Ex-UMD student challenges officials’ motion to dismiss a $5 million sexual assault lawsuit
A former University of Maryland student opposed a motion from campus administrators to dismiss his complaint in a federal lawsuit seeking $5 million.
Documents filed Monday night responded to the Feb. 3 motion from officials including university President Wallace Loh, Title IX Coordinator Catherine Carroll and Student Conduct Director Andrea Goodwin, among others. The documents also request a hearing on this motion.
The defendants, excluding Keira Martone — the assistant director for the Department of Resident Life for Student Conduct — "do not have immunity for the due process and equal protection violations visited upon the Plaintiff," the document read.
When the lawsuit was first filed, all university administrators involved in the case were named in the complaint, said Ronald Schwartz, one of the ex-student's lawyers. But Schwartz realized Martone's role in the case wasn't large enough to justify including her, he said.
"The only thing [Martone] did was give my client a letter," Schwartz said. "She was just acting as a functionary and essentially had no role in the procedure."
The ex-student and plaintiff, referred to in court documents as John Doe, claimed in the Sept. 30 complaint he was wrongfully expelled from this university after being found responsible for sexually assaulting a woman in a dorm in December 2014.
Doe alleged he was not given due process or advised of his rights during this university's sexual misconduct investigation in 2015 and was not given proper notice of investigation procedures. University officials also "filtered through the police report" and didn't let Doe tell his side of the story while ignoring certain details of the incident, Schwartz said.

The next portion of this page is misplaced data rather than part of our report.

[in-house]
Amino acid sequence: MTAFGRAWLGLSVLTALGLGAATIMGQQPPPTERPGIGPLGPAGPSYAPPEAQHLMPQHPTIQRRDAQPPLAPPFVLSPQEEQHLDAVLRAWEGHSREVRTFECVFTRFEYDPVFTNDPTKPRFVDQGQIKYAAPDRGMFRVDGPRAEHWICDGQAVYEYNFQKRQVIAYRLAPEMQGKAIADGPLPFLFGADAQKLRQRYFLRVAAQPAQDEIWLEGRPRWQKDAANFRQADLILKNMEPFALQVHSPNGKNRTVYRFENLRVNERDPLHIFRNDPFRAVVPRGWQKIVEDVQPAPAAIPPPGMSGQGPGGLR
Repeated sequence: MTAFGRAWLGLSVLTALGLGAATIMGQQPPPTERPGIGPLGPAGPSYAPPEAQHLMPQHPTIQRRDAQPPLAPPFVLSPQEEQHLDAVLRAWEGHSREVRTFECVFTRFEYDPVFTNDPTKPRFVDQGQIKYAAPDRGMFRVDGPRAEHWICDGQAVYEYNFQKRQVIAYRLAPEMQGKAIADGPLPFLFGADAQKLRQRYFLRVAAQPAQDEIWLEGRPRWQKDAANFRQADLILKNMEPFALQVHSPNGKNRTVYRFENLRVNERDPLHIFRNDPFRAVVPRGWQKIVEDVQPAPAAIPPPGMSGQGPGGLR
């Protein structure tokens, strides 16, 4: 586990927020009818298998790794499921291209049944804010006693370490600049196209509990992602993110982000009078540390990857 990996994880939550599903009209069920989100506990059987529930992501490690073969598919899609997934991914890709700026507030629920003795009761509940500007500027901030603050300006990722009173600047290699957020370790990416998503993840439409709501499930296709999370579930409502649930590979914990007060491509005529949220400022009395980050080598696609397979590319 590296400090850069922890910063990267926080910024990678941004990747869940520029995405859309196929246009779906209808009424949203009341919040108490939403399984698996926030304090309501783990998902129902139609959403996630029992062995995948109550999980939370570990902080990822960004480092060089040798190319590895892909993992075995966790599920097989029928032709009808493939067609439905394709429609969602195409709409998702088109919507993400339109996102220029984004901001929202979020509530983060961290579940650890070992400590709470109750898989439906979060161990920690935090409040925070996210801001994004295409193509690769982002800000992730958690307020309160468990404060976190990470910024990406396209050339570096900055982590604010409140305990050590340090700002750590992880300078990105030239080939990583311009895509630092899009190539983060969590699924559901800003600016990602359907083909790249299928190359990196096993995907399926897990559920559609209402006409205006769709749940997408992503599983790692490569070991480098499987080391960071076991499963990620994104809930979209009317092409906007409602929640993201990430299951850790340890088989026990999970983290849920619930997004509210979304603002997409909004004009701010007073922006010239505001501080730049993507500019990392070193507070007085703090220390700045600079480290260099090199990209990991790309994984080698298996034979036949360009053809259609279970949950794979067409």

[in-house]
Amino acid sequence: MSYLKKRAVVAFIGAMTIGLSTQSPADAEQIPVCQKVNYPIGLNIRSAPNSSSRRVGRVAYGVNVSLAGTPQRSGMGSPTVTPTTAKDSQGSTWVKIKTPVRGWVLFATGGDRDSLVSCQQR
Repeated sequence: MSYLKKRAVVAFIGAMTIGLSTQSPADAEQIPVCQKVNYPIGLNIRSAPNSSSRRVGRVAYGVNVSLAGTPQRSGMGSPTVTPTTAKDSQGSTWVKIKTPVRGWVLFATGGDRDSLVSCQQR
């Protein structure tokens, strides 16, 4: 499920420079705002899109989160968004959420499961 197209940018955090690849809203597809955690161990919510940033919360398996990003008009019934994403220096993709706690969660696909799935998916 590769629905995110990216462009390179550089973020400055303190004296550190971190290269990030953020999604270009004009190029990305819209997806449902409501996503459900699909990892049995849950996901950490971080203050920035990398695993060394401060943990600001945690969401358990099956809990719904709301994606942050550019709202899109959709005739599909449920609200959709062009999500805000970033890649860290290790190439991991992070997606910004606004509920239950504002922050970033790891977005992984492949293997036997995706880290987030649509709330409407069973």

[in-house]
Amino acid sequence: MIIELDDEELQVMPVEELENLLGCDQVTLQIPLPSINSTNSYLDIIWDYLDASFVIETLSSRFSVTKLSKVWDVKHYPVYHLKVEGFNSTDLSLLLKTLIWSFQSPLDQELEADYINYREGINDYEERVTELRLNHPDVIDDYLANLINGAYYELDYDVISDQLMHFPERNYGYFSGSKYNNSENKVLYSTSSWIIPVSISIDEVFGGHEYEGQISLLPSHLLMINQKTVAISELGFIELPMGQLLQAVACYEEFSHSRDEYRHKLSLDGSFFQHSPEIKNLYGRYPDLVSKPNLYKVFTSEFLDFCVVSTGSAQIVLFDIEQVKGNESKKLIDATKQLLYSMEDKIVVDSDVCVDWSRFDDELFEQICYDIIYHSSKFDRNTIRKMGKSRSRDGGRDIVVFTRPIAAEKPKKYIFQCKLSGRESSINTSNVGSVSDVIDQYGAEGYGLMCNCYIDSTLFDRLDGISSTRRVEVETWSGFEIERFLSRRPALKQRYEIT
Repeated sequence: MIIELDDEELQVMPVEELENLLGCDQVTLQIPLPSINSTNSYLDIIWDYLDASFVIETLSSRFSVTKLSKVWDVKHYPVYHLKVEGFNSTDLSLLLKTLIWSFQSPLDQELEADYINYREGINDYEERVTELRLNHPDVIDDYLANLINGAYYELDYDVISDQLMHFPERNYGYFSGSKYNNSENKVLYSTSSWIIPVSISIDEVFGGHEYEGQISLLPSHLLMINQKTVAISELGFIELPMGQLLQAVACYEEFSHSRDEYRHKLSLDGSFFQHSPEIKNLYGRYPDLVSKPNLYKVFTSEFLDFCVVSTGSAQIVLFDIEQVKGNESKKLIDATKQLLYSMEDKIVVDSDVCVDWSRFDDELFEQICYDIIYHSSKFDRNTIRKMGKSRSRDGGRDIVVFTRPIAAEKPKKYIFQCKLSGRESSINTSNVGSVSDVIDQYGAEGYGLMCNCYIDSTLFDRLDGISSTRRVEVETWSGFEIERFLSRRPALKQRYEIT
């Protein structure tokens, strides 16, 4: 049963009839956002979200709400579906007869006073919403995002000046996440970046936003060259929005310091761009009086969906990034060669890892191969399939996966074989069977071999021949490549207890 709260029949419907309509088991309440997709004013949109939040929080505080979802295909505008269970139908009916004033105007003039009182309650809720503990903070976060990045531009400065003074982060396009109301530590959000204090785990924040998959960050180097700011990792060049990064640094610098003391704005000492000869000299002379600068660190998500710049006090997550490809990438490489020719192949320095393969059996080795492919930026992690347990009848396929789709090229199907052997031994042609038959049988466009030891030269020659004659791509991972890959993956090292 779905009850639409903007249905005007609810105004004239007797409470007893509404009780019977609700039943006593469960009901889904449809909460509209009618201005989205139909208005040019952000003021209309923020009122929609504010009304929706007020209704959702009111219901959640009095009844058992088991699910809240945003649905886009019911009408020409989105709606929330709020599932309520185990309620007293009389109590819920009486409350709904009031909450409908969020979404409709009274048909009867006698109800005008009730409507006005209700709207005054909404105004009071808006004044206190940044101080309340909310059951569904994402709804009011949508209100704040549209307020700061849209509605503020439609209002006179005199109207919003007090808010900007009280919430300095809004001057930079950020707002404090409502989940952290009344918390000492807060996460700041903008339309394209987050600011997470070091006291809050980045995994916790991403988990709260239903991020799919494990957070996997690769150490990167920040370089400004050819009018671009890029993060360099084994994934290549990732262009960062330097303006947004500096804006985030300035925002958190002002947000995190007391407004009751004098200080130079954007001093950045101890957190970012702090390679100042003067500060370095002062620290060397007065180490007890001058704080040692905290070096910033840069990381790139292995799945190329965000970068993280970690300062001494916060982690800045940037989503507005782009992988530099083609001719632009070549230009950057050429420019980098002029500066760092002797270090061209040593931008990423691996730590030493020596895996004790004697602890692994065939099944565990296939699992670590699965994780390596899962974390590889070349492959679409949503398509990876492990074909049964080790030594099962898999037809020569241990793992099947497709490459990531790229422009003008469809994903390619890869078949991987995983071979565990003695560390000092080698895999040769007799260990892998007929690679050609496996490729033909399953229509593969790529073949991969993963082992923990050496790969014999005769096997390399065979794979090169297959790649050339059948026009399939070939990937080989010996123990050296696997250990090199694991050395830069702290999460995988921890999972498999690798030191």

Students subject to expulsion require a conduct hearing, and a five-member Standing Review Committee — made up of trained students, staff and faculty members who change for each case — must follow certain procedures to guarantee due process. This didn't happen in Doe's case, Schwartz said.
"Plaintiff had no effective notice of the nature of the complaint prior to meeting with [Special Investigator Josh Bronson]," the document read, noting there was "gross negligence" during the investigation. "It is clearly established that there is no right to provide false statements in an investigatory proceeding that causes one to be falsely charged."
During the investigation, Doe "was given many opportunities to present his side of the incident," including making a statement to University Police, meeting twice with a university investigator, submitting affidavits and testifying before the SRC, this university said in its original response.
University administrators could be dismissed on the grounds of qualified immunity, which protects federal, state or local officials who are sued, unless their conduct violates "clearly established" constitutional rights a reasonable person would have known, according to the American Bar Association.
The document filed Monday night argued administrators should not be subject to qualified immunity in this case.
"The Defendants are University of Maryland administrators who promulgated and enforced newly prescribed Sexual Misconduct Policies and Procedures that eliminated basic hearing rights that exist for all other types of student disciplinary infractions," the document read. "A procedure that provides only for an administrative review of hearsay documents is not a 'hearing or opportunity to be heard' in any meaningful sense."
Doe seeks reinstatement to this university and for all files related to the investigation to be removed from his record. At the time of his expulsion, he was three credits shy of graduation.